Suited connectors can be a tricky hand to play. But if you understand how to approach them correctly, they can prove extremely profitable. In this article, we’ll reveal the right way to play suited connectors in a range of scenarios.
What Are Suited Connectors?
As the name suggests, suited connectors are cards that are both from the same suit, that are also next to each other in terms of rank. An example would be the seven and the eight of clubs, or the Jack and Queen of hearts. This is predominantly a term used in Texas Hold’em, but it can be heard in other forms of poker too.
Although hands like K-Q suited are technically suited connectors, the term usually refers to those holdings without a picture card.
Introduction to Playing Suited Connectors
There is a good reason why this type of hand is considered attractive to many poker players. Suited connectors offer the potential to win a big pot while giving you the chance to easily get away if it doesn’t work out–if you play them correctly, that is.
A premium pocket pair is going to win you a small pot a lot of the time, but it can lead to trouble when you fall in love with the hand. There is obviously a far lower risk of being in that situation with suited connectors. However, the real beauty of this type of holding is their drawing potential. When you make your straight or flush, you can win a huge pot.
Since draws don’t hit all that often, it’s rarely a good strategy to limp with your connecting cards. Doing so doesn’t give you enough to play with when the flop fails to deliver, so it’s important to play suited connectors aggressively pre-flop. This way, if you miss, you can still take a stab with a continuation bet and have a chance to win.
Position and Suited Connectors
As with any type of poker hand, the position is an important consideration when playing suited connectors. Whenever your opponent acts after you, you are at a huge disadvantage. Playing this type of hand out of position is not especially profitable, so proceed with caution. For instance, you should only call a pre-flop raise with such a hand on rare occasions.
You might look to use this type of holding to balance out your range from time to time. For the most part, you should fold suited connectors whenever you are in an early position. However, if you’re nearer to the button, they become much stronger.
They are usually worth a raise if it folds around to you in a late position. You may find yourself picking up a fair number of pots uncontested.
How to Play Suited Connectors After the Flop
If you do find a call, you’ll hold a big advantage when playing post-flop due to your initial raise. Almost all of the time, you’ll be looking to throw out a continuation bet as it’s hard to put you on this type of holding. Assuming you don’t take the pot uncontested, the texture of the flop will determine how to proceed next.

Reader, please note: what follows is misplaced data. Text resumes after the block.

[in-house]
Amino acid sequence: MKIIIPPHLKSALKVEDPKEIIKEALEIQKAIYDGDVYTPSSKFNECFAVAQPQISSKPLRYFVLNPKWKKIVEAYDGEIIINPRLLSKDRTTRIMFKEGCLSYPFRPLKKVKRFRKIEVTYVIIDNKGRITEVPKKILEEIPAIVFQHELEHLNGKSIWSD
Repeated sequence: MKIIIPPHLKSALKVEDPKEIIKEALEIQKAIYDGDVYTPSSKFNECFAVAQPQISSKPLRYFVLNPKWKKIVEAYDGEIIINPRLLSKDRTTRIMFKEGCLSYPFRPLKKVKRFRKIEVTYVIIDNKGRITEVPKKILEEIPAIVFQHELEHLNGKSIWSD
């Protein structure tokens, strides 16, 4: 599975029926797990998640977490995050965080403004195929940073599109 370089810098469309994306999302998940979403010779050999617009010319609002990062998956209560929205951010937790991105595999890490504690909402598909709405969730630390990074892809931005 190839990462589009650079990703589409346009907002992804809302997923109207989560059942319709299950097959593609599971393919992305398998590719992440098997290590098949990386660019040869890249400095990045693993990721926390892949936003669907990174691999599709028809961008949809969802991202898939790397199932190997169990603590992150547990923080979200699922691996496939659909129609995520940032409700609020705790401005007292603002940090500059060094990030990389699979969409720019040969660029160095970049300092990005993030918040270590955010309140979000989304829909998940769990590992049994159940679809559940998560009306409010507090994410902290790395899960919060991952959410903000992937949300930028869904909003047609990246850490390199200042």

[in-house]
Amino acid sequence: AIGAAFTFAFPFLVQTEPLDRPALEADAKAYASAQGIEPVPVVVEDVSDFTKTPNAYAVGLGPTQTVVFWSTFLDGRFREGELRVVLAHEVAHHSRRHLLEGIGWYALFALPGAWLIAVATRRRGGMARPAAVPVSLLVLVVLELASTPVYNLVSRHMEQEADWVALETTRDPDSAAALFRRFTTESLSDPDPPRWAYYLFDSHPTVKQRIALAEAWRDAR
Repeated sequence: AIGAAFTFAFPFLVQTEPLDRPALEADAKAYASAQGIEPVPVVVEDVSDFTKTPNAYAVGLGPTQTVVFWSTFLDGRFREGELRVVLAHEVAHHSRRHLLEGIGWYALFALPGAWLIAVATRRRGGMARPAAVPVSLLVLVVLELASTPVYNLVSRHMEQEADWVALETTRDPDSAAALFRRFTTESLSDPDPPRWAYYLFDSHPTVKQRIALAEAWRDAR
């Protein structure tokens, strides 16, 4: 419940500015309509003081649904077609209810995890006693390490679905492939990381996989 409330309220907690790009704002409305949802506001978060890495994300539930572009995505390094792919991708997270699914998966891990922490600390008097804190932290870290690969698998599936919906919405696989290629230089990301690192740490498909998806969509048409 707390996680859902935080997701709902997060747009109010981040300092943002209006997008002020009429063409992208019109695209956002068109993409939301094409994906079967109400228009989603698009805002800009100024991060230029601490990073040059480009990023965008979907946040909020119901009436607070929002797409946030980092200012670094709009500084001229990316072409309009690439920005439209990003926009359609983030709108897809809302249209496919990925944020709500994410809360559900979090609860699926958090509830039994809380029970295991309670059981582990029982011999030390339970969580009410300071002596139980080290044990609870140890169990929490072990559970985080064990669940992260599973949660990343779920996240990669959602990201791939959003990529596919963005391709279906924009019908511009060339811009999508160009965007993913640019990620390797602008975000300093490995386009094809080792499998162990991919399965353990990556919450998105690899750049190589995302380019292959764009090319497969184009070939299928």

If you made absolutely no draws at all, there’s no need to be stubborn. Remember that part of the attraction of suited connectors is that they are easy to get away from. On the other hand, if you flopped a straight or flush draw, you would have to start sizing your bets accordingly, to make sure you get the right pot odds to continue drawing.
Mistakes to Avoid With Suited Connectors
Let’s take a look at some common errors that poker players make with this type of holding.
If you’re facing a three-bet when holding suited connectors, you’re likely to be beaten. Even so, you may wish to balance out your four-bet range by bluffing with this type of holding.
The problem is that, in order to get a bluff through, you need your opponent to be holding the same kind of cards. And they are far less likely to be semi-bluffing with a hand like A-6 if you’re holding a 6 too. So as a rule, avoid four-betting with suited connectors.
Overplaying Against Small Stacks
It’s true that suited connectors should always be played aggressively, but poker is all about situations. There is rarely a strategy that applies to all spots, all of the time. This is no exception.
Think about how shorter stacks are going to play when facing a raise. They are never going to flat call. If they opt to play, they are likely to get their money in. If they do, you have no room to play post-flop. This removes one of the biggest reasons to play these hands in the first place.
Similarly, if it’s the short stack doing the three bettings, don’t flat call in that spot. Remember that you’re often playing suited connectors because of the implied winning potential. If the opponent has little left behind, you’re not going to get the required return on investment.
Overplaying Against Calling Stations
Again, it’s always important to remember why you are playing this type of hand at all. One of the main factors is that they make great semi-bluffing hands. Against a player who never folds, however, this benefit is completely negated. You can afford to slow down against this type of player.
Now that you have learned how to play suited connectors in Hold’em, why not sign up for a free account at Natural8, where you can test out what you have learned so far?